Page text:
In medical school we made paper fortune tellers (a hark back to primary school) to see which specialty we’d end up joining. I highly recommend paper fortune tellers as a decision making aid.
I got psychiatry, which pleased me as it’s human brain-related and I was all about neurology back then. My tutor said ‘Yeah I can see you as a shrink. You’re quite… laid back.’ I’d wondered if she was commenting on my near horizontal position in my chair. At early morning sessions I was so laid back I’d be nearly asleep. I’m an afternoon kinda gal.
We discussed our fortunes and our wishes with another tutor, who commented that cardiology, as one of us wanted to do, was ‘pretty sexy.’ I’m glad to say he really was talking about the specialty and not my good-looking friend, or this’d be a whole different post.
When the sights, sighs, secrets and smells of the GP consulting room threaten to overwhelm, well might we think ‘there’s nothing sexy about general practice.’
We’d be wrong.
I grew up with a GP parent and thought of her colleagues as extended family, so my early impressions of the career have been impossible to shake. These were grass-roots country doctors, stitching cuts, taking blood, delivering babies, counselling and empathising. All with a twinkle in the eye and an air of tired-but-calm patience.
Now a GP myself, I am well aware of the challenges and frustrations of the job, but I like to think about its good points as much as possible.
The beauty of general practice, lies partly in its breadth and thoroughness. GPs get their hands dirty. We don’t just adjust our pince-nez and peer down at your new mole. We’ll measure it, feel its surface, get out our dermatoscope and ogle it. Got a sore foot? We’re down on our knees. Got pus? We’ll be there with a swab. Got an itch in your ear? Never fear, your GP’s here, otoscope in hand. No problem is too big, or too small.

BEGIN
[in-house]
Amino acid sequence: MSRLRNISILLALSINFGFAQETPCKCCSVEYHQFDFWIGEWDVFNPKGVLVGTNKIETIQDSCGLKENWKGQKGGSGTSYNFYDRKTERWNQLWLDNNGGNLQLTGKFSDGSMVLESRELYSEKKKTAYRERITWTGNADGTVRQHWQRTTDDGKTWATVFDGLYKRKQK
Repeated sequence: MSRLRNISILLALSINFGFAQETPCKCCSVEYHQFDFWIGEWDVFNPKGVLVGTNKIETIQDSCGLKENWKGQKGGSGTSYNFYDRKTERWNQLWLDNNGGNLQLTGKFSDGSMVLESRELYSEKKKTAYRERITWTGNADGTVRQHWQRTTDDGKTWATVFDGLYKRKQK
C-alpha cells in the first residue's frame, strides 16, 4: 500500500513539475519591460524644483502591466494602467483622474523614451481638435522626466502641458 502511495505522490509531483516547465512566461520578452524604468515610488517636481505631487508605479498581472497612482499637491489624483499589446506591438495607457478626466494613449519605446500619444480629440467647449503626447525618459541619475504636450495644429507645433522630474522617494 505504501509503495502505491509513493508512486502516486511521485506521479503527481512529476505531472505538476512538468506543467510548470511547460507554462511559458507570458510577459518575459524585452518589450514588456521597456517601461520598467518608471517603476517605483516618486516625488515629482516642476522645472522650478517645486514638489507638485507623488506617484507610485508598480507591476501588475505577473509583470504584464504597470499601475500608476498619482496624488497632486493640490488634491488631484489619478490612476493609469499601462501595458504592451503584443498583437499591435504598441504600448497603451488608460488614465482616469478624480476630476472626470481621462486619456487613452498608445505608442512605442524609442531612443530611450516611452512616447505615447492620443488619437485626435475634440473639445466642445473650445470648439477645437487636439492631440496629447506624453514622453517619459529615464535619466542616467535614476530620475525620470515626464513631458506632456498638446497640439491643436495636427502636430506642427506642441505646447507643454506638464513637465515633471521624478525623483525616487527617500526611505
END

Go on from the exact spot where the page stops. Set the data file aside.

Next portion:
If you look at our faces as we examine something you deem shameful or embarrassing, you’ll see interest, curiosity and concern, not horror or disgust. It’s comforting and reassuring to know your doctor accepts you, warts, pus and all.
We love the variety of our jobs. You can come in to discuss your OCD and we’ll happily look at your rash as well (if there’s time- please book a long appointment if you want the full service)!
Another plus is the GP’s versatility. We can see your baby, your partner, your father, your eccentric great uncle- and some suitably qualified GPs will even see your dog. We’ll see babies grow up, see people retire, watch as an illness wreaks havoc on lives, watch recovery unfold gracefully and hope return to sad eyes.
We’ve got skills. We can wield a speculum, insert contraceptive implants, biopsy your skin, help you quit smoking, check your prostate, and teach you relaxation techniques (which come in handy if you’re having your prostate checked). We can question you gently but in a way that uncovers hidden issues.
We are the ultimate holistic practitioners. We’re at home with the foibles and vulnerabilities of the human mind; the functions and malfunctions of the human body. The good GP is approachable, understanding, capable and wise.
Now that’s pretty damn sexy.
Photo from Wikipedia page ‘Paper Fortune Teller’.
Please comment below if you’d like to mention anything else that’s fabulous about general practice! Or to correct my spelling.